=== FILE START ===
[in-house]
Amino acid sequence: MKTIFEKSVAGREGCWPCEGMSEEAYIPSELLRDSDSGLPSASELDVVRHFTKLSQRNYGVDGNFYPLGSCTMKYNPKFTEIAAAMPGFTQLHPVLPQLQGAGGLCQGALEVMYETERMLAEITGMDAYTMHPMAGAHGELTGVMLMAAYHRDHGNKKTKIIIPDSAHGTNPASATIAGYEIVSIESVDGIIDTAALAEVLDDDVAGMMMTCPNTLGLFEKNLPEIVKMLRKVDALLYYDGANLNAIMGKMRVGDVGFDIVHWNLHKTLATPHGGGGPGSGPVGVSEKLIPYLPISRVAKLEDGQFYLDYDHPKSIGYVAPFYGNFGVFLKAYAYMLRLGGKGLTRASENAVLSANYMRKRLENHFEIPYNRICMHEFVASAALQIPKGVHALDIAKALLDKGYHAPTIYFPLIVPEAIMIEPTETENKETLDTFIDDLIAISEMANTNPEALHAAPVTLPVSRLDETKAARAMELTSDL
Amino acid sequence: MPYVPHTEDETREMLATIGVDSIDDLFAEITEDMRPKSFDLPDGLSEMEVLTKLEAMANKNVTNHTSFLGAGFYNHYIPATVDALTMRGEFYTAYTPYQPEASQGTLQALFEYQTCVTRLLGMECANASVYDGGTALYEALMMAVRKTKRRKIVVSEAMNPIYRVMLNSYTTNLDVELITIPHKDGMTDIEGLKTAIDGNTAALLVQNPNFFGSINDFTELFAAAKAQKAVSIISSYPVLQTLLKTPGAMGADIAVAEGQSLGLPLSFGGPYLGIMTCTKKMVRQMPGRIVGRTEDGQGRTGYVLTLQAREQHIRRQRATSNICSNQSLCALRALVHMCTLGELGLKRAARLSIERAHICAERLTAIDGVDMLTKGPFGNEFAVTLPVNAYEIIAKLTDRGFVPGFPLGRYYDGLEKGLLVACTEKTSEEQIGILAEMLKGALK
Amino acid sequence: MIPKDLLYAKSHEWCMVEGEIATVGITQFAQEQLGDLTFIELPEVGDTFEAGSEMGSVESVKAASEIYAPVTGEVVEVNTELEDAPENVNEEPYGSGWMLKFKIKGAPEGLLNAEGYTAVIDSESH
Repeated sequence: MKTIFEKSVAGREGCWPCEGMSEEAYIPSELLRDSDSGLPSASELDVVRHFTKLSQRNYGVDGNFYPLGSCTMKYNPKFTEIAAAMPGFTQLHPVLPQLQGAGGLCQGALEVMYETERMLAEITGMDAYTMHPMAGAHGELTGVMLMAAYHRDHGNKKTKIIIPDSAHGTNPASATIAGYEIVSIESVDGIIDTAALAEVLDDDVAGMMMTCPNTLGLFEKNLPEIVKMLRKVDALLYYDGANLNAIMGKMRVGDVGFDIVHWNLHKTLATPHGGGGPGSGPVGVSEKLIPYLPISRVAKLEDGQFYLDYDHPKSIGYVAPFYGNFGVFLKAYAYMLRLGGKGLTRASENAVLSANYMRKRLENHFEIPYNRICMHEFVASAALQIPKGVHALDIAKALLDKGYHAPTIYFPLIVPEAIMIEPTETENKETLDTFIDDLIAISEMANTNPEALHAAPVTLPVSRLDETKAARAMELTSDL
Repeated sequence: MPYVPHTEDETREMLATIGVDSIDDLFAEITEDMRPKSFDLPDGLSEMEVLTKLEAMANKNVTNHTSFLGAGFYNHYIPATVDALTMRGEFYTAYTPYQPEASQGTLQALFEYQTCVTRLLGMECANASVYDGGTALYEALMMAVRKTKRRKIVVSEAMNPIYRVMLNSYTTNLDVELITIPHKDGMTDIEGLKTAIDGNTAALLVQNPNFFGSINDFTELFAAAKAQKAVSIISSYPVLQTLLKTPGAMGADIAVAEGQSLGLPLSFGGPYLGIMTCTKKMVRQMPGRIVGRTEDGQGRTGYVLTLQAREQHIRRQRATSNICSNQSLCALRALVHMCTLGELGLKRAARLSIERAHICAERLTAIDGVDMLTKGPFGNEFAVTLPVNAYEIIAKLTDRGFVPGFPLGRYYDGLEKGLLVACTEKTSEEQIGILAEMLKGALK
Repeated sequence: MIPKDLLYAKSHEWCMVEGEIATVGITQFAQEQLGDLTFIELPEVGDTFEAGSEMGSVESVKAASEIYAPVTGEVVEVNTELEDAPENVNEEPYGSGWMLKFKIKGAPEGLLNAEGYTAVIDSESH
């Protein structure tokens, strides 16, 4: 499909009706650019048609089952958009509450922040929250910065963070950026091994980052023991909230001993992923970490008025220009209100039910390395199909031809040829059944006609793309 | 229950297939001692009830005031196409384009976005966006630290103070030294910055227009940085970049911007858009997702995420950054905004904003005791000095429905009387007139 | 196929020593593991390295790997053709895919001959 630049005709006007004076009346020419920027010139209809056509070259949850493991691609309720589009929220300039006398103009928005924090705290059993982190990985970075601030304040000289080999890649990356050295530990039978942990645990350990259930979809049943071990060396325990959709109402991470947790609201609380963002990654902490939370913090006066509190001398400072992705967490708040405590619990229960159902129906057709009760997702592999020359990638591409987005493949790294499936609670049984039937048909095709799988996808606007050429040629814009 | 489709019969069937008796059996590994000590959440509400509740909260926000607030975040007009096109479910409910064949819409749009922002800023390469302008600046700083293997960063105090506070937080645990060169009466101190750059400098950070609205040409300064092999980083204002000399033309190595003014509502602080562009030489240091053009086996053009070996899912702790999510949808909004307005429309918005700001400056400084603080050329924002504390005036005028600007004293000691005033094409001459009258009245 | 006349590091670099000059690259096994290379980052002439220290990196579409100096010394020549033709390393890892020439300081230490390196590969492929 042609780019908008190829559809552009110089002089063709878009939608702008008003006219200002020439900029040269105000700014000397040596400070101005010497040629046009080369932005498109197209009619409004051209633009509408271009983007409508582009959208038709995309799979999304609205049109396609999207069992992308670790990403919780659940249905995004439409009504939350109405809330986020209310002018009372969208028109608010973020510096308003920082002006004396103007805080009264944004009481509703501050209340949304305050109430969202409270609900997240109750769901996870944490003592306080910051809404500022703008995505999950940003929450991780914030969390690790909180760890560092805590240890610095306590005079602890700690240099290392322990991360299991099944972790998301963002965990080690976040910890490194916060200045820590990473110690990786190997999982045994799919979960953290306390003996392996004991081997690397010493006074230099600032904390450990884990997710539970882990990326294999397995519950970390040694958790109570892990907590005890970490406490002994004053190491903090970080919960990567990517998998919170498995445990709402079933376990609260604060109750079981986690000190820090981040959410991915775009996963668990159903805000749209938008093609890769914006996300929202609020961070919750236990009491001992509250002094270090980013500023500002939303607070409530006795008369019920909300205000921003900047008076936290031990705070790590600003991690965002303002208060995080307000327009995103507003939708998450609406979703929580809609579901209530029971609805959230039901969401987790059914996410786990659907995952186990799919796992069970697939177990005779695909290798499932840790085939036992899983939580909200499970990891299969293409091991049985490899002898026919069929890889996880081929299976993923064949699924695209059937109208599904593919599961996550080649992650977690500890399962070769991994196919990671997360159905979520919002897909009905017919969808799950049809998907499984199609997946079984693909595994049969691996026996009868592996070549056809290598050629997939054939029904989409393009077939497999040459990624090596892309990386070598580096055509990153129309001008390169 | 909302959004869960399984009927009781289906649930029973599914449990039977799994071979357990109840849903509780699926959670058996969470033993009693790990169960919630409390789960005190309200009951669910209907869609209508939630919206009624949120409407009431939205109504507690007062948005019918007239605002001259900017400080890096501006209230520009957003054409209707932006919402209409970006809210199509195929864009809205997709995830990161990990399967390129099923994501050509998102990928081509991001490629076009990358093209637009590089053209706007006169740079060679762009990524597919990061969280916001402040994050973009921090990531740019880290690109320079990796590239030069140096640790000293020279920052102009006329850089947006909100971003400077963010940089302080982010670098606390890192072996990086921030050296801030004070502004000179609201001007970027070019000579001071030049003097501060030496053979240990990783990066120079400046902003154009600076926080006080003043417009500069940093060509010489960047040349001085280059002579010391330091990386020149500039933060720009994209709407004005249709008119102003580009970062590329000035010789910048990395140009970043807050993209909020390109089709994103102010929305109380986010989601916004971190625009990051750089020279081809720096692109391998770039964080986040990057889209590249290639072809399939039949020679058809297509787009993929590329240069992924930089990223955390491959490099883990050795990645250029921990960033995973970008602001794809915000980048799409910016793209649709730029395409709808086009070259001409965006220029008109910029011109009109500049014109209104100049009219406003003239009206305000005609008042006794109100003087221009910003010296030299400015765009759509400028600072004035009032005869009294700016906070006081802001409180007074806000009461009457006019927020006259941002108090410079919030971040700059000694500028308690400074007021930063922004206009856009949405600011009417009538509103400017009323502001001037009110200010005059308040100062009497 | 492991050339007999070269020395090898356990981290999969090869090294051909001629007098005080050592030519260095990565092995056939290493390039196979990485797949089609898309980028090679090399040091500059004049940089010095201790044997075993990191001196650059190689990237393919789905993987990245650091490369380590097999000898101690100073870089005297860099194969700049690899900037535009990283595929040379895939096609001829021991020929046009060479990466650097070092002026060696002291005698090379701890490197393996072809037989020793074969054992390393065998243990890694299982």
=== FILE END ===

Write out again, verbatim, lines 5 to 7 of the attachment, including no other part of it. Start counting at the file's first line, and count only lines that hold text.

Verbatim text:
Repeated sequence: MKTIFEKSVAGREGCWPCEGMSEEAYIPSELLRDSDSGLPSASELDVVRHFTKLSQRNYGVDGNFYPLGSCTMKYNPKFTEIAAAMPGFTQLHPVLPQLQGAGGLCQGALEVMYETERMLAEITGMDAYTMHPMAGAHGELTGVMLMAAYHRDHGNKKTKIIIPDSAHGTNPASATIAGYEIVSIESVDGIIDTAALAEVLDDDVAGMMMTCPNTLGLFEKNLPEIVKMLRKVDALLYYDGANLNAIMGKMRVGDVGFDIVHWNLHKTLATPHGGGGPGSGPVGVSEKLIPYLPISRVAKLEDGQFYLDYDHPKSIGYVAPFYGNFGVFLKAYAYMLRLGGKGLTRASENAVLSANYMRKRLENHFEIPYNRICMHEFVASAALQIPKGVHALDIAKALLDKGYHAPTIYFPLIVPEAIMIEPTETENKETLDTFIDDLIAISEMANTNPEALHAAPVTLPVSRLDETKAARAMELTSDL
Repeated sequence: MPYVPHTEDETREMLATIGVDSIDDLFAEITEDMRPKSFDLPDGLSEMEVLTKLEAMANKNVTNHTSFLGAGFYNHYIPATVDALTMRGEFYTAYTPYQPEASQGTLQALFEYQTCVTRLLGMECANASVYDGGTALYEALMMAVRKTKRRKIVVSEAMNPIYRVMLNSYTTNLDVELITIPHKDGMTDIEGLKTAIDGNTAALLVQNPNFFGSINDFTELFAAAKAQKAVSIISSYPVLQTLLKTPGAMGADIAVAEGQSLGLPLSFGGPYLGIMTCTKKMVRQMPGRIVGRTEDGQGRTGYVLTLQAREQHIRRQRATSNICSNQSLCALRALVHMCTLGELGLKRAARLSIERAHICAERLTAIDGVDMLTKGPFGNEFAVTLPVNAYEIIAKLTDRGFVPGFPLGRYYDGLEKGLLVACTEKTSEEQIGILAEMLKGALK
Repeated sequence: MIPKDLLYAKSHEWCMVEGEIATVGITQFAQEQLGDLTFIELPEVGDTFEAGSEMGSVESVKAASEIYAPVTGEVVEVNTELEDAPENVNEEPYGSGWMLKFKIKGAPEGLLNAEGYTAVIDSESH